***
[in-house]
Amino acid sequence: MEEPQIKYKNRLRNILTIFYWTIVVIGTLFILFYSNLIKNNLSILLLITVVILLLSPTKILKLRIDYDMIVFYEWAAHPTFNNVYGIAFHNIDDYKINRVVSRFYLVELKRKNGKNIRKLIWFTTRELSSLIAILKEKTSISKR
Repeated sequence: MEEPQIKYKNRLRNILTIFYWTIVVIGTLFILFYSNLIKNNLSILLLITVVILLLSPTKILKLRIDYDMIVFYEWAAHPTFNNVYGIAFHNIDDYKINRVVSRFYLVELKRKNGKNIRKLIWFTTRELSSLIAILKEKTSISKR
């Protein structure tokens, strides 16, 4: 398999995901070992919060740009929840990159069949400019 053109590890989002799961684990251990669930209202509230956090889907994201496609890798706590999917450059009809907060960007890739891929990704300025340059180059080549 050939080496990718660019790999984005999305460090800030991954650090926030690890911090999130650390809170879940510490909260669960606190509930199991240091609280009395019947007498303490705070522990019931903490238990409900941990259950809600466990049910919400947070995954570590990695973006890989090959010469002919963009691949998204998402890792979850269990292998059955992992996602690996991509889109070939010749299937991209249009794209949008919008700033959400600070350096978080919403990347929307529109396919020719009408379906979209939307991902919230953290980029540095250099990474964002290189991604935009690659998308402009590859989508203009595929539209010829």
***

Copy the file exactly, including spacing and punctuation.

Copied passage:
[in-house]
Amino acid sequence: MEEPQIKYKNRLRNILTIFYWTIVVIGTLFILFYSNLIKNNLSILLLITVVILLLSPTKILKLRIDYDMIVFYEWAAHPTFNNVYGIAFHNIDDYKINRVVSRFYLVELKRKNGKNIRKLIWFTTRELSSLIAILKEKTSISKR
Repeated sequence: MEEPQIKYKNRLRNILTIFYWTIVVIGTLFILFYSNLIKNNLSILLLITVVILLLSPTKILKLRIDYDMIVFYEWAAHPTFNNVYGIAFHNIDDYKINRVVSRFYLVELKRKNGKNIRKLIWFTTRELSSLIAILKEKTSISKR
């Protein structure tokens, strides 16, 4: 398999995901070992919060740009929840990159069949400019 053109590890989002799961684990251990669930209202509230956090889907994201496609890798706590999917450059009809907060960007890739891929990704300025340059180059080549 050939080496990718660019790999984005999305460090800030991954650090926030690890911090999130650390809170879940510490909260669960606190509930199991240091609280009395019947007498303490705070522990019931903490238990409900941990259950809600466990049910919400947070995954570590990695973006890989090959010469002919963009691949998204998402890792979850269990292998059955992992996602690996991509889109070939010749299937991209249009794209949008919008700033959400600070350096978080919403990347929307529109396919020719009408379906979209939307991902919230953290980029540095250099990474964002290189991604935009690659998308402009590859989508203009595929539209010829």